consistently anti-gun administration
and anti-Second Amendment admin-
istration that we have ever seen."
Except Obama hasn't been anti-
gun at all. Even in the wake of the
Gabrielle Giffords shooting last
year, when he could have - at the
very least - done something about
extended ammunition clips, he didn't
act. And that's when momentum for
gun control during his presidency
was probably highest.
Another sign of the lack of legis-
lated gun restrictions is the F grade
Obama received from the Brady
Campaign Against Gun Violence in
2010. Shouldn't an F from the Brady
Campaign translate to an A from the
Republicans?
Some conservatives actually admit
that Obama hasn't done anything to
restrict gun usage. But Obama still
can't win even when that happens
because, like any good bogeyman,
he's going to eventually get you.
Last year, National Rifle Association
_Vice President Wayne LaPierre said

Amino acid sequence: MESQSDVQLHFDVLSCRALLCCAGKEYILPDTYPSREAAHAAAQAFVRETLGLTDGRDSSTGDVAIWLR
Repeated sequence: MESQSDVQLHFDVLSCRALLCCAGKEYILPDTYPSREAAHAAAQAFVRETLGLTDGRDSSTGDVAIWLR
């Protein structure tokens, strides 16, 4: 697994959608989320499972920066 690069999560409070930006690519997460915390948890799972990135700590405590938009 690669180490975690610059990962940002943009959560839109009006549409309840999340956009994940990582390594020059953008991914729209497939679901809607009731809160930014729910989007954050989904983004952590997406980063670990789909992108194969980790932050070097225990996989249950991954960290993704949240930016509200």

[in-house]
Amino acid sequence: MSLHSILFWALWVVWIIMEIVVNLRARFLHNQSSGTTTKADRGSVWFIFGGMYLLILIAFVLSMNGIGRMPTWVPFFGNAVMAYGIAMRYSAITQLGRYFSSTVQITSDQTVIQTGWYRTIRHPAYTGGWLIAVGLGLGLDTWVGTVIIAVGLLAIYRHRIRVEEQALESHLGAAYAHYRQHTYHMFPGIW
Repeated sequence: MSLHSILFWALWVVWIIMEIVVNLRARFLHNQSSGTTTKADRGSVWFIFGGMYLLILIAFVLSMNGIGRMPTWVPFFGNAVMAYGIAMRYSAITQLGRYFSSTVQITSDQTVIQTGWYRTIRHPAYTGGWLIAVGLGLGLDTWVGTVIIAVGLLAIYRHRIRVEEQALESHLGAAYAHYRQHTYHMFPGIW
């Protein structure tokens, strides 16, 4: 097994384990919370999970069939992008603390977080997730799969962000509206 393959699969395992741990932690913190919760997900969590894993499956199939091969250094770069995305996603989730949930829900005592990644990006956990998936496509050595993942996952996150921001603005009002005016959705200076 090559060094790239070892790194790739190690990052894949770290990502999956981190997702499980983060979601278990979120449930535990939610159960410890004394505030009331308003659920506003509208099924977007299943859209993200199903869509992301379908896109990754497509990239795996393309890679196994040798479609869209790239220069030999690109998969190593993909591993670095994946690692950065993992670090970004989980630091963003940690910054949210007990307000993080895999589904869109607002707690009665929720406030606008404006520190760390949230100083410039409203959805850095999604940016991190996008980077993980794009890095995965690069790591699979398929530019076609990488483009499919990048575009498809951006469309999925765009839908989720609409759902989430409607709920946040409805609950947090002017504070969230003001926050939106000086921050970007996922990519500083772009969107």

Obama's lack of gun regulations is
"part of a massive Obama conspiracy
to deceive voters and hide his true
intentions to destroy the Second.
Amendment," according to NRA
reports. Can Obama win on this issue
if that's how the gun-toting, conser-
vative voting bloc thinks?
Another issue that fires up conser-

vatives is tax policy. To the GOP, high
taxes are never good. Now check
out these statistics: when President
Ronald Reagan tried to bring the
economy out of recession in 1983, tax
revenues were 17.5 percent of GDP.
In the Obama recovery, tax revenues
are 14.9 percent of GDP. Further-
more, Obama extended the massive
Bush tax cuts in 2010 when they were
abouttoexpire -look, it even has the
name Bush in there!
Republicans have
started making
stuff up.
But reality doesn't matter for GOP